Moscow Recalls NATO Delegate in Protest
Washington Post Staff Writer
Thursday, March 25, 1999; Page A31
MOSCOW, March 24 President Boris Yeltsin suspended Russian cooperation with NATO tonight and recalled his chief military representative to the alliance to protest the airstrikes on Yugoslavia, the Kremlin said.
The decision came after NATO military operations began and after Yeltsin made a televised appeal against the use of force. Yeltsin, described in a statement as "deeply angered" by the bombing, called for a session of the U.N. Security Council to stop it. Such a session was convened last night, but Russian arguments failed to sway the 15-member group.
The Kremlin statement offered few details, but Yeltsin appeared to be ordering a suspension of key aspects of cooperation between Russia and the Western alliance that were put in place at the end of the Cold War and followed NATO's decision to admit former Soviet allies Poland, Hungary and the Czech Republic.
Yeltsin said he was suspending Russian participation in the Partnership for Peace, a military cooperation program involving 27 non-NATO countries. He said he was also suspending the Russian-NATO cooperation program that was established in the aftermath of alliance expansion. In both cases, the efforts at cooperation had gotten off to a slow start, diplomats have said.
The president also ordered Viktor Zavarzin, Russia's chief military representative to NATO, to return to Moscow, but he did not say for how long, and Yeltsin said he would postpone talks on opening a NATO military liaison mission in Moscow.
Earlier, Yeltsin implored NATO leaders not to go through with the aerial assault on Yugoslavia, saying in a televised address that "it's about war in Europe and perhaps even more," and declaring: "Let us stop Clinton along this path."
A frail-looking Yeltsin, pausing frequently, delivered the admonition after speaking by phone with Clinton and French President Jacques Chirac. Yeltsin, who has been recovering from a bleeding ulcer, went to his Kremlin office for the first time in a month as Russia mounted a frenzied effort to block the attack.
Prime Minister Yevgeny Primakov telephoned Yugoslav President Slobodan Milosevic, who has rebuffed U.S. negotiating efforts, to appeal for a settlement. A spokesman said Primakov expressed his "tremendous chagrin" that NATO was preparing to use force against Yugoslavia over the predominantly ethnic Albanian province of Kosovo.
Primakov, who made a mid-air turnabout en route to Washington and flew back to Moscow Tuesday night after learning the offensive was at hand, drew both praise and criticism here for the maneuver. He was lauded by some for taking a symbolic stand against the planned NATO attack. "I do not think that Primakov could have taken any other decision," said former Soviet president Mikhail Gorbachev.
But critics questioned whether Primakov's decision would disrupt Russia's bid to win renewed lending from the International Monetary Fund or aggravate deteriorating relations between Moscow and Washington. Primakov himself had raised high expectations for IMF consultations in Washington, and officials here have been warning that Russia lacks the foreign currency reserves to pay off its external debts and support the ruble without a fresh IMF deal. Today, the ruble exchange rate took a dive against Western currencies, hitting lows for the year.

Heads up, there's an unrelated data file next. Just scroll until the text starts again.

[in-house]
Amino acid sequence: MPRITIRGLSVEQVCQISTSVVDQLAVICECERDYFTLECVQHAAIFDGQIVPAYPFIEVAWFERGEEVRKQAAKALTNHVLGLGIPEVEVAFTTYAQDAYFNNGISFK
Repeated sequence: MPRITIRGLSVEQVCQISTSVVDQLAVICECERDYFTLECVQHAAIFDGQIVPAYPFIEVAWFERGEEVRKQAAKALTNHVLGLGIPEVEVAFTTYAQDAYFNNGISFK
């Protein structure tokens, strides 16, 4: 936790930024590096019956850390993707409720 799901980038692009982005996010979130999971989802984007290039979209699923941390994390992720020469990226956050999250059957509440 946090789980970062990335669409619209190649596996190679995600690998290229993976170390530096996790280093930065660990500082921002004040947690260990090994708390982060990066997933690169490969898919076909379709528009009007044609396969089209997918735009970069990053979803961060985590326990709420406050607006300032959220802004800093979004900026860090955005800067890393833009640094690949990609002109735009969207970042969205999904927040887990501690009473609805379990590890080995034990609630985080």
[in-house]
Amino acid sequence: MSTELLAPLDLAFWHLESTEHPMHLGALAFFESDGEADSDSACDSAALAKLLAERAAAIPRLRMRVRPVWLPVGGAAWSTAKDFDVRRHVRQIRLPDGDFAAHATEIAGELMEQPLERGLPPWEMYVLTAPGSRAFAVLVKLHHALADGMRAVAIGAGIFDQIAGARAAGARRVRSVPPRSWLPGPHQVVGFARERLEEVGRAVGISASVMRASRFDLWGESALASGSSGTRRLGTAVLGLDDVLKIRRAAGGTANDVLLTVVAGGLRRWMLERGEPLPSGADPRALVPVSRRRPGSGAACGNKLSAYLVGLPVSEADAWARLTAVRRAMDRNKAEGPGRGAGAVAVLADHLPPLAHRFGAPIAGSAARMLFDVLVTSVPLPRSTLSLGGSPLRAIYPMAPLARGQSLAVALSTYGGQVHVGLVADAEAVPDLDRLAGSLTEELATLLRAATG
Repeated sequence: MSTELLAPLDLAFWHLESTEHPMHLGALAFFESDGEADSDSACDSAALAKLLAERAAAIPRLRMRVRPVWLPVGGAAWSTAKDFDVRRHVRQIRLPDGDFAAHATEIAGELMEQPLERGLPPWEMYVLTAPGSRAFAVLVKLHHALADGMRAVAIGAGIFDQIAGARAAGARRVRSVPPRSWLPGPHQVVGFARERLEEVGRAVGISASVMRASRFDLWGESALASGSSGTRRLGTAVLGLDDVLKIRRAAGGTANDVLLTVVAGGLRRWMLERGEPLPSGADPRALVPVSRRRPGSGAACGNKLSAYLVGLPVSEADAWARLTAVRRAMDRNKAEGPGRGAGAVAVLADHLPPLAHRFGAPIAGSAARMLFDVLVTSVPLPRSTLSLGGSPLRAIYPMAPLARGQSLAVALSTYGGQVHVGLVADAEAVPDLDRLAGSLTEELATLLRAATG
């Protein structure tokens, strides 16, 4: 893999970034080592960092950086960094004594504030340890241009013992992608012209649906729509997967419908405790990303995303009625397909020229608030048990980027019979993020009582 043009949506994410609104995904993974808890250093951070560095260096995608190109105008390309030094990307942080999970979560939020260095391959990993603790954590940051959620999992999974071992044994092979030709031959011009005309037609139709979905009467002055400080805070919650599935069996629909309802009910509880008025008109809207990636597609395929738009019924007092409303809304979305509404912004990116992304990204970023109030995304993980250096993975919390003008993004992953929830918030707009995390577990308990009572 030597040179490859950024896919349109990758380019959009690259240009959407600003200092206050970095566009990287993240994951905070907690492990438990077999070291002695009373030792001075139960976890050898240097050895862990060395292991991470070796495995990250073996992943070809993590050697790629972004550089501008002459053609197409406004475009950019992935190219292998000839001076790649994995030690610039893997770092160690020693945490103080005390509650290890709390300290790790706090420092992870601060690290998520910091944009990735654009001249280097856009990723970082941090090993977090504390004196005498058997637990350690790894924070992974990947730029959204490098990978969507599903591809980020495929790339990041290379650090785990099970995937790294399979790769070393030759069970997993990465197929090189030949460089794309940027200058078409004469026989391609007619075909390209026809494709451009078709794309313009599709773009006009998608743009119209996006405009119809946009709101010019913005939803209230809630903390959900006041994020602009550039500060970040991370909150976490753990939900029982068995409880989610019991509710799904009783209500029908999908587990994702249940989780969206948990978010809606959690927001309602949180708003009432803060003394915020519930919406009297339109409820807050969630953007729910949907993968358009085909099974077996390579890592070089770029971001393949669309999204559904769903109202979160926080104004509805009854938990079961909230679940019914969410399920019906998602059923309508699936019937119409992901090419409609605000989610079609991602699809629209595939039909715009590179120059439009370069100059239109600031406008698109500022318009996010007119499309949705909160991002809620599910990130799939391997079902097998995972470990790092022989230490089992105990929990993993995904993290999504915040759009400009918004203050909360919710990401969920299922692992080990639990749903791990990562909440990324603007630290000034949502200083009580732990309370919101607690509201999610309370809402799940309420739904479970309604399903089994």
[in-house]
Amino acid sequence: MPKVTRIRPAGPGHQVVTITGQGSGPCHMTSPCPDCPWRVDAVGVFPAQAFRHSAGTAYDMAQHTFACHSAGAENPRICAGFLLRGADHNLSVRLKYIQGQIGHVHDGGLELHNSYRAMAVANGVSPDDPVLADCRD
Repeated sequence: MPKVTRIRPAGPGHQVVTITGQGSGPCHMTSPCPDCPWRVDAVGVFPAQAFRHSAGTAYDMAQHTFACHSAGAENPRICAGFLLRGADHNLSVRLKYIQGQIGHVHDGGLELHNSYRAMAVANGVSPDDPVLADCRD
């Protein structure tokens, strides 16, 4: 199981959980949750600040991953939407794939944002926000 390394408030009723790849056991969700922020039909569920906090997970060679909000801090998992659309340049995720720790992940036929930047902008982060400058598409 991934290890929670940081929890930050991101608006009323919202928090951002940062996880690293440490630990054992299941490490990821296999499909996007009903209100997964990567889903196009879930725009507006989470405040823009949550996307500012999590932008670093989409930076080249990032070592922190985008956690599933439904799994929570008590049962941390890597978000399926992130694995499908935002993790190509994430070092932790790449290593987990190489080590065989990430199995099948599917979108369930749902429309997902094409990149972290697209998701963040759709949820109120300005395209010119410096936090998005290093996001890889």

After landing in Moscow, Primakov insisted that his turnabout would not affect negotiations with the IMF, which he described as "a different thing entirely [from the dispute over Kosovo]. We do not trade in our principles." He said he telephoned IMF Managing Director Michel Camdessus; later, officials said Camdessus would come to Moscow for talks on Saturday.
Grigory Yavlinsky, leader of the centrist Yabloko bloc in parliament, criticized Primakov's decision to abort his trip, calling it a "gesture in the Cold War style." Yavlinsky said Primakov would have been more effective making his protest in the United States.
Vladimir Lukin, a former Russian ambassador to Washington and chairman of the foreign relations committee of the lower house of parliament, said the Kremlin had become "overly involved" in the Balkans and that the IMF lending is of vital importance to Russia. "When we make emotional outbursts on the Balkans issue, we must not forget these other interests," he said.
Andrei Kozyrev, Primakov's predecessor as foreign minister and now a legislator, also was critical of his action. "By turning the plane around," he told the Interfax news agency, "the Russian side found itself in a situation of supporting a dictator [Milosevic] who does not understand anything but force and who conducted ethnic purges in Kosovo and drove the situation there into a blind alley."
Kozyrev expressed concern that relations between Washington and Moscow were getting worse, with Moscow finding itself defending Milosevic and Iraqi leader Saddam Hussein. He said Russia should strive to return to better ties with the United States and Europe and "give up support for dictators."
Regardless of their views on Primakov, most Russian politicians who spoke out today were critical of the prospective NATO attack on Yugoslavia. "People may not care much about Serbia, but they do care about bombing by NATO," said political analyst Sergei Markov. "They see in a stronger NATO a greater possibility that this force can be used against Russia in the future."
Several Russian nationalist and Communist politicians suggested that Russia should begin to arm Yugoslavia and that a NATO attack would negate the U.N. arms embargo imposed on Belgrade. Communist Party leader Gennady Zyuganov said Russia "must seriously respond to the Western aggression."
However, Yeltsin hinted that Russia would not. "We, for our part, are doing what we can, but we can't do everything," he said. "That is, we can, but our conscience forbids us."
© Copyright 1999 The Washington Post Company